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Please email frances.buerkens@gmail.com or use the form to reach me. I check email daily. I would love to hear from you regarding projects which include brand management, design, photography, and project management.

Questions about photography technique, mind numbing technological challenges, or equipment and tools? Ask away!

Exchange St
Portland, ME, 04101
United States

I would love to hear from you regarding projects which include brand management, design, photography, and project management.

Questions about photography technique, mind numbing technological challenges, or equipment and tools? Ask away!

caiman negro, cocha lobo.jpg

Blog

Escapades documented with photography and candid (stream-of-consciousness) storytelling.

Pit Caribou

Frances Buerkens

I woke to the gentle pitted patter of rain on my tent. Ignoring the complaints of my bladder, I immediately rolled over and went back to sleep until the luxurious hour of 9:30, by which time the rain had stopped. Zipping open my moss green tent fly, I was relieved to see that we were enshrouded in a cool layer of fog. It is, what I like to call, a nature inspired rest day. Which is exactly why we went on a 5 mile walk (what the hell is wrong with us!).

 Gannet Colony: Shrieking Mass of Birds

Gannet Colony: Shrieking Mass of Birds

We visited a Gannet colony on a wild island preserve which housed more than 200,000 birds. (And smelled like it!). We caught a boat from the public pier to the national park and trekked across the island, 2.5 miles uphill. Only a mile into the islands interior, we could hear the shrieks and squawks of the birds, but had no idea as to what we were about to experience. Minutes later, we rounded a bend and suddenly got blasted by a sea breeze laden with the unholy stench of birds living much too close together. Don't get me wrong: they were not in a cage. This was a nesting colony, raising their young on the ragged cliffs of Gaspe. The chicks were no longer in a cute a fuzzy stage and boasted awkward patchy wings which they flapped with utter confusion. Summer is, after all, nearly over. It was almost time for the Southern migration to Florida. A small catwalk carefully skirted the colony, allowing us to stand as close as two feet to the sleek creatures. They paid us no mind. Too busy eating pests, fighting, feeding their juvenile children, and shrieking with such a fervor as to leave our ears ringing with their atrocious calls for an hour.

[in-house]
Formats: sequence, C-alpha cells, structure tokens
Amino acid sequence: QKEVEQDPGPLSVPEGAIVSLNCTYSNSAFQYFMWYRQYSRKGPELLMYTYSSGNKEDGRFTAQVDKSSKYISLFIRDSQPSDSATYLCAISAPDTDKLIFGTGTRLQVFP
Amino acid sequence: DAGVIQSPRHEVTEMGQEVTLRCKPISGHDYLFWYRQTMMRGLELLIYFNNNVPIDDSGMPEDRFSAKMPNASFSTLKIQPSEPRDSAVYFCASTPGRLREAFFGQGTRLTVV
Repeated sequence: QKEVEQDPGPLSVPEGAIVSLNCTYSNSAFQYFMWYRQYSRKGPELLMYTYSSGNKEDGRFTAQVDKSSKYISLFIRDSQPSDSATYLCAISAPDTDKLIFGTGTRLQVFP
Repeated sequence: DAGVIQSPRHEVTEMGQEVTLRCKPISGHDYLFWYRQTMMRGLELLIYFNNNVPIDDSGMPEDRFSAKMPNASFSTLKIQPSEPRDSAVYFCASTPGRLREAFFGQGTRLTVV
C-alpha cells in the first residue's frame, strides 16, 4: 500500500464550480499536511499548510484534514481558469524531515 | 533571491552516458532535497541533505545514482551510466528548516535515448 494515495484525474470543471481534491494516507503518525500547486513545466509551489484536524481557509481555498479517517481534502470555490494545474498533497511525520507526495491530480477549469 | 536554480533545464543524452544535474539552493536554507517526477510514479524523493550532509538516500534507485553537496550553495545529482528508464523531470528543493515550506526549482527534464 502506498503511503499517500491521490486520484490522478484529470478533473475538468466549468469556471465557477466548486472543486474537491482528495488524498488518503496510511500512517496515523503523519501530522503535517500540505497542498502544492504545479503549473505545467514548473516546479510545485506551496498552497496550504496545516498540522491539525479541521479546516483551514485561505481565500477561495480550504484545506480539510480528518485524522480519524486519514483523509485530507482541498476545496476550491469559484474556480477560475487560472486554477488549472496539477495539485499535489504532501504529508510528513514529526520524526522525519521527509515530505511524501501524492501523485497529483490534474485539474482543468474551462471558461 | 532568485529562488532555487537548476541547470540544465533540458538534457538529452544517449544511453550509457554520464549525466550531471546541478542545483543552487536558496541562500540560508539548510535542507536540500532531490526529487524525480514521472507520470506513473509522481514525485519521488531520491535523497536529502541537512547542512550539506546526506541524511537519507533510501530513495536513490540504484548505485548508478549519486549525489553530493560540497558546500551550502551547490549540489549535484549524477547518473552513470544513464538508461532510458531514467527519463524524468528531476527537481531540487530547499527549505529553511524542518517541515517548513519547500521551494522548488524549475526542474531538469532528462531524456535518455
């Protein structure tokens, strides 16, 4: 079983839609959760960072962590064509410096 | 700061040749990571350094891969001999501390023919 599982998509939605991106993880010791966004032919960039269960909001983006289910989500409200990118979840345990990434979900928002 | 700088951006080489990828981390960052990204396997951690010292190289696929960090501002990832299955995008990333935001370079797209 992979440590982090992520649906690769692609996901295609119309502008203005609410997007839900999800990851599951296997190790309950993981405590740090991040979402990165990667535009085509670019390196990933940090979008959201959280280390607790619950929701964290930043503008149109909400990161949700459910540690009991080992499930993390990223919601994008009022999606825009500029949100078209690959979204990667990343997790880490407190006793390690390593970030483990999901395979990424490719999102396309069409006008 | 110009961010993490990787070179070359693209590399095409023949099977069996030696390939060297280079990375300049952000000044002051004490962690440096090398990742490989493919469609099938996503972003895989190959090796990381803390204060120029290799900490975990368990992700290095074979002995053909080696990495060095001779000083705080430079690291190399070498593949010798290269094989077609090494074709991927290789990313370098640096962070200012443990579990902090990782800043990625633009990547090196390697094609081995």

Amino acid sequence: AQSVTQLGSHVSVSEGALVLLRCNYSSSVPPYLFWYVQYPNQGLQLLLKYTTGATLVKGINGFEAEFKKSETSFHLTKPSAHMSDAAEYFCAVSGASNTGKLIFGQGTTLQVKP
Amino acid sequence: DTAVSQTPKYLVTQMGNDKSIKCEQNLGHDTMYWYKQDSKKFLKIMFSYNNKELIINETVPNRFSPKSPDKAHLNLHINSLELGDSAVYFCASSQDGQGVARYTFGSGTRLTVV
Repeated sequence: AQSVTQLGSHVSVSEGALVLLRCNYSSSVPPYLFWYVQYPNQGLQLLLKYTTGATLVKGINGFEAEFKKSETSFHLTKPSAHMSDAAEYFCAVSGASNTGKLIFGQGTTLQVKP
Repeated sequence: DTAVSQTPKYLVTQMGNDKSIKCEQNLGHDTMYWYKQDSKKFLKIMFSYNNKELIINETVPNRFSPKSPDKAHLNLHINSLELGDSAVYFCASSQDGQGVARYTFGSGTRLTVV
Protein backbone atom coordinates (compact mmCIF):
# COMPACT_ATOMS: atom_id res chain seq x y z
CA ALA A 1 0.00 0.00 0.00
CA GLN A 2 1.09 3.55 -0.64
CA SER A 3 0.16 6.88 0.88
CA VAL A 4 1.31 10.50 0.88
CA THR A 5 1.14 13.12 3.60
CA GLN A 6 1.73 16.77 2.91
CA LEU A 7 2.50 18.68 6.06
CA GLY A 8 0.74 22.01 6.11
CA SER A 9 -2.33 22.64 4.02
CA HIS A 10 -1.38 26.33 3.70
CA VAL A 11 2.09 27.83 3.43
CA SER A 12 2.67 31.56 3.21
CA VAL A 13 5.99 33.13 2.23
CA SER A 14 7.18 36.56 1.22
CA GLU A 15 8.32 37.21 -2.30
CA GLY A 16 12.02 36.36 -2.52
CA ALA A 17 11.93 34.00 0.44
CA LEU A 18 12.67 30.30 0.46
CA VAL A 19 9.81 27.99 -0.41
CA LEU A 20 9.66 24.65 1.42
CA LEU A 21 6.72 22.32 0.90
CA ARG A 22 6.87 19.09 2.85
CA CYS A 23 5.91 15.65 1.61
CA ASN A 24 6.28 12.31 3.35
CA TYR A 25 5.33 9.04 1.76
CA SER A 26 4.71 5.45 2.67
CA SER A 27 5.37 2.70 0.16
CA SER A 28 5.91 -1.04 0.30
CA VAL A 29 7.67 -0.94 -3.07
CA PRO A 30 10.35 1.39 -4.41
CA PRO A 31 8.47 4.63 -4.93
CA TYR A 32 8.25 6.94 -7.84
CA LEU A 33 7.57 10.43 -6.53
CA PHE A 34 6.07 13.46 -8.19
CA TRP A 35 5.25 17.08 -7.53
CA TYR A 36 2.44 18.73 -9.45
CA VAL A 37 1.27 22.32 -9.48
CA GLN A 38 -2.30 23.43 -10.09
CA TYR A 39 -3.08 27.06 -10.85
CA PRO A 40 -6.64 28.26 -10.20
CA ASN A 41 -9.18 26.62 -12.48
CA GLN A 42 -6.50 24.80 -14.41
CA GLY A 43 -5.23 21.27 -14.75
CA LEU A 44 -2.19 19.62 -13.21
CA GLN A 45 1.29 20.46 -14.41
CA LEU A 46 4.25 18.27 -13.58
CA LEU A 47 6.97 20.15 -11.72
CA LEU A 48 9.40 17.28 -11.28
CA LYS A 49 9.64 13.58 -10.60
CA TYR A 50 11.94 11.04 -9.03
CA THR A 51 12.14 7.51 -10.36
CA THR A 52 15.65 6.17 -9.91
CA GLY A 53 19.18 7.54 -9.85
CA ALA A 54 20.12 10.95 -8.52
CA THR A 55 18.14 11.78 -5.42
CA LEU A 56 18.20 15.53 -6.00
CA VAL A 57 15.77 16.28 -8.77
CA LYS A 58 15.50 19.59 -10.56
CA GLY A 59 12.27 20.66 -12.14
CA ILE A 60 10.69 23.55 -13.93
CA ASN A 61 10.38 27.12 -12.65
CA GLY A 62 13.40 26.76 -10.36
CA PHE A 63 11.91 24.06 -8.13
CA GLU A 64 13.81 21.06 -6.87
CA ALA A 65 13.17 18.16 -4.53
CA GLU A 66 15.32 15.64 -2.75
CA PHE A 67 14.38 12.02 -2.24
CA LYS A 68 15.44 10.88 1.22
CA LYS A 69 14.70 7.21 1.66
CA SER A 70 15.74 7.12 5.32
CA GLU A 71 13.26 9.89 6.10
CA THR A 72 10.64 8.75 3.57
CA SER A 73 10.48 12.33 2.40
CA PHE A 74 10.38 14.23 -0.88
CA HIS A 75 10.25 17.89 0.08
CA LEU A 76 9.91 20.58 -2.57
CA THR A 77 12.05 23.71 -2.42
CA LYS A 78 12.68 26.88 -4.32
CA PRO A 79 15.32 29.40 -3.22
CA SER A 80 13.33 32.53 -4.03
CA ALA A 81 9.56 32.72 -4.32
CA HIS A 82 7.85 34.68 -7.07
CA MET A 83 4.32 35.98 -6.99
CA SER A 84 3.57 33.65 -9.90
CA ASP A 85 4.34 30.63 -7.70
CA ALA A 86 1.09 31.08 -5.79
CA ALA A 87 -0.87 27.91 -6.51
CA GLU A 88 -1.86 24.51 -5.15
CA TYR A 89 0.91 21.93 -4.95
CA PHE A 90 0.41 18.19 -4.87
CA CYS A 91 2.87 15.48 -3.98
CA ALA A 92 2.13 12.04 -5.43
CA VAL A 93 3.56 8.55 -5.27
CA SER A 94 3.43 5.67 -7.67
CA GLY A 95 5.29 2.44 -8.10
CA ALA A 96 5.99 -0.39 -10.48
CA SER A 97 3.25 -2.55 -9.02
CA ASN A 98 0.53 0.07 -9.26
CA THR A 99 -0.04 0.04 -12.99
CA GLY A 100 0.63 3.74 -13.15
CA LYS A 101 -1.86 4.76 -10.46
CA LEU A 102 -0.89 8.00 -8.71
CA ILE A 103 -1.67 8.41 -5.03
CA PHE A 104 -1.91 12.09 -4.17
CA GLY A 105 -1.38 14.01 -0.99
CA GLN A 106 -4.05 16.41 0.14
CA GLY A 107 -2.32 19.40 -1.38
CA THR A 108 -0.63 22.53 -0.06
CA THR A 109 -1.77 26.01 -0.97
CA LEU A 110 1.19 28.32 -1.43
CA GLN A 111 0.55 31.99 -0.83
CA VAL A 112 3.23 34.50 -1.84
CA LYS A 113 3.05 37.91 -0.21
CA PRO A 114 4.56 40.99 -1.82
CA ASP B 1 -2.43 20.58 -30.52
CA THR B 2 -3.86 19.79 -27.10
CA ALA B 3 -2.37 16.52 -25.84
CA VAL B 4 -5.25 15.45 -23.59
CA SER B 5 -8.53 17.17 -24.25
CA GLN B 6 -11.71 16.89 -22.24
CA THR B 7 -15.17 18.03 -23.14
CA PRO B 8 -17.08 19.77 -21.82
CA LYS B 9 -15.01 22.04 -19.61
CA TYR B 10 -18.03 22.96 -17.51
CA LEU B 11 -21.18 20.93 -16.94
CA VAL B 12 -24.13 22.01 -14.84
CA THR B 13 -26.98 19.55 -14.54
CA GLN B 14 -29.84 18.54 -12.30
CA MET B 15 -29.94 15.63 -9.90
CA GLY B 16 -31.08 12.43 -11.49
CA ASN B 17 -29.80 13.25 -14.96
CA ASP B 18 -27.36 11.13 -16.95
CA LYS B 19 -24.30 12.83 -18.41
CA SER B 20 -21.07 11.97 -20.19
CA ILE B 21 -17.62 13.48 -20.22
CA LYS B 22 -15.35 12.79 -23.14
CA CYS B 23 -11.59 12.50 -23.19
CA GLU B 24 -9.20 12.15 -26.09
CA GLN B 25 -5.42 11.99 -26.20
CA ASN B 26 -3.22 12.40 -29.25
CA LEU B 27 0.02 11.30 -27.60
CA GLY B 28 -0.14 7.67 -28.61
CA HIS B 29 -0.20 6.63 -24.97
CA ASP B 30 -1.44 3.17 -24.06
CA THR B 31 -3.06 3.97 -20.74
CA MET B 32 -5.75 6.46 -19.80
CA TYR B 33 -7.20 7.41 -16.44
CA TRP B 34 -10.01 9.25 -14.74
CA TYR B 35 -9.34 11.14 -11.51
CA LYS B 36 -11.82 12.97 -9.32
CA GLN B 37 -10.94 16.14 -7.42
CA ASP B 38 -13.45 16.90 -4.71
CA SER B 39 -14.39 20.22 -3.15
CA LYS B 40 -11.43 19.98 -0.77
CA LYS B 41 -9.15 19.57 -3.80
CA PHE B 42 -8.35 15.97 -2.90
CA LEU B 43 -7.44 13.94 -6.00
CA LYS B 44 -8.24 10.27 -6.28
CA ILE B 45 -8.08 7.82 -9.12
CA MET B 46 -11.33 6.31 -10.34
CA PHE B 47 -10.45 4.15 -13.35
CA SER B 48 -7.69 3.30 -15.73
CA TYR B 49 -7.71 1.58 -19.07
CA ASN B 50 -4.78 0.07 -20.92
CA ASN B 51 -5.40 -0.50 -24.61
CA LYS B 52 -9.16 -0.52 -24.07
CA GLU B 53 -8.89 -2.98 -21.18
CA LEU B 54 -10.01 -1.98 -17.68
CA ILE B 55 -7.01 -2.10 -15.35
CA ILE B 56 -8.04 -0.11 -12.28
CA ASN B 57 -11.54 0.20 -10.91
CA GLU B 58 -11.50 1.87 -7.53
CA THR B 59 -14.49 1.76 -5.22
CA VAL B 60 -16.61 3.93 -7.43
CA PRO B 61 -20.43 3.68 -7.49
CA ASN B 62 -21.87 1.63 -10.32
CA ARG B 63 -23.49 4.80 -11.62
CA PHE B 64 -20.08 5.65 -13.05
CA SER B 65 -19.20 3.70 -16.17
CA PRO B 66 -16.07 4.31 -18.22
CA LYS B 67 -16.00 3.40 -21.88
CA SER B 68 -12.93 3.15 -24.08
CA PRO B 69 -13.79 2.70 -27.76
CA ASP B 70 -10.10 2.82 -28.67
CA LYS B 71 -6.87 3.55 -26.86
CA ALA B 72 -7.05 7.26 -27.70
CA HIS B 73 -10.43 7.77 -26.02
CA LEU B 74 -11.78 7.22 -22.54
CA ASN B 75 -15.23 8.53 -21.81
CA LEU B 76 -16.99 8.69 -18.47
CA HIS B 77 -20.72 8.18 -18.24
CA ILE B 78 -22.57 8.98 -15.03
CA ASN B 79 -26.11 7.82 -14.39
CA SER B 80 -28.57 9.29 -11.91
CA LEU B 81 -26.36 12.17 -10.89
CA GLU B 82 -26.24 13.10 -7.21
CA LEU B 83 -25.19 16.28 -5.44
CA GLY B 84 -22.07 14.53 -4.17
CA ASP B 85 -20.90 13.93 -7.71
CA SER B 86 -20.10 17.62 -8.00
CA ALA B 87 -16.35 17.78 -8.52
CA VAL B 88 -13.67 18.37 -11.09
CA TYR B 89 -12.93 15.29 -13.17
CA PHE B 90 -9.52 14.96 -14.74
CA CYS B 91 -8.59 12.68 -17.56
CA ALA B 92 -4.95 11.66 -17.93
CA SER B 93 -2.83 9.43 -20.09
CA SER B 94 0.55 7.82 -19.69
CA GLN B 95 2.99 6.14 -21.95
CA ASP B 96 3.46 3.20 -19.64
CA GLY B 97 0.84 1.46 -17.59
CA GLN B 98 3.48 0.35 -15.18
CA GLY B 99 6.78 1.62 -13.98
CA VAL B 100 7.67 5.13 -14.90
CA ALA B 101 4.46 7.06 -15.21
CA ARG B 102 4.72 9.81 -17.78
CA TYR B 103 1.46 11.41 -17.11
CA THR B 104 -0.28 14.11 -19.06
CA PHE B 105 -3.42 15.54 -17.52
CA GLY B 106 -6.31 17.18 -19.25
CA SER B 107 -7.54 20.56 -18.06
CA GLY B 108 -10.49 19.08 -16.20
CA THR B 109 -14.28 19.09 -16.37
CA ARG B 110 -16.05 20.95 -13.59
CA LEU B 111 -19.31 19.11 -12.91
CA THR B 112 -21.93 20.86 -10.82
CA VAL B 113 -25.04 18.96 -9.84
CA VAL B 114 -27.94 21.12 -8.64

Returning to the mainland, we entered a new local brew house. The converted general store had a vast open wood floor and sheltered us for the duration of the rainy day as we slowly savored their selection of craft beers. Our quiet reading (and writing) hour was interrupted by a raucous 15 piece brass gypsy Cumbria band complete with dancers. The group sought shelter from the pouring rain no doubt, set up in minutes, and shook the halls for an hour. What had been an empty bar was standing room only. Claps, cheers, and whistles emitted even from the modest viewers as the band kept things playful by wandering between the seats. They collected their tips and left they left the way they came: quickly and quietly, stopping to chat with us about our trip and their tour.

Perce

Frances Buerkens

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Our reward for exceeding our own expectations? A scalding hot shower (I am seriously considering cooking our cous cous in that water tomorrow), a cold beer in Perce and dinner in a restaurant where they served every single platter with a healthy dose of golden mozzarella on top (not appealing in all circumstances but we could have cared less at the time). The one beer nearly did me in, but really, I could care less. We earned it (and I'm a block from my tent). Good night.

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Exceeding my own expectations...

Frances Buerkens

 17% Grade. 2 Kilometers. Au revoir brake pads!

17% Grade. 2 Kilometers. Au revoir brake pads!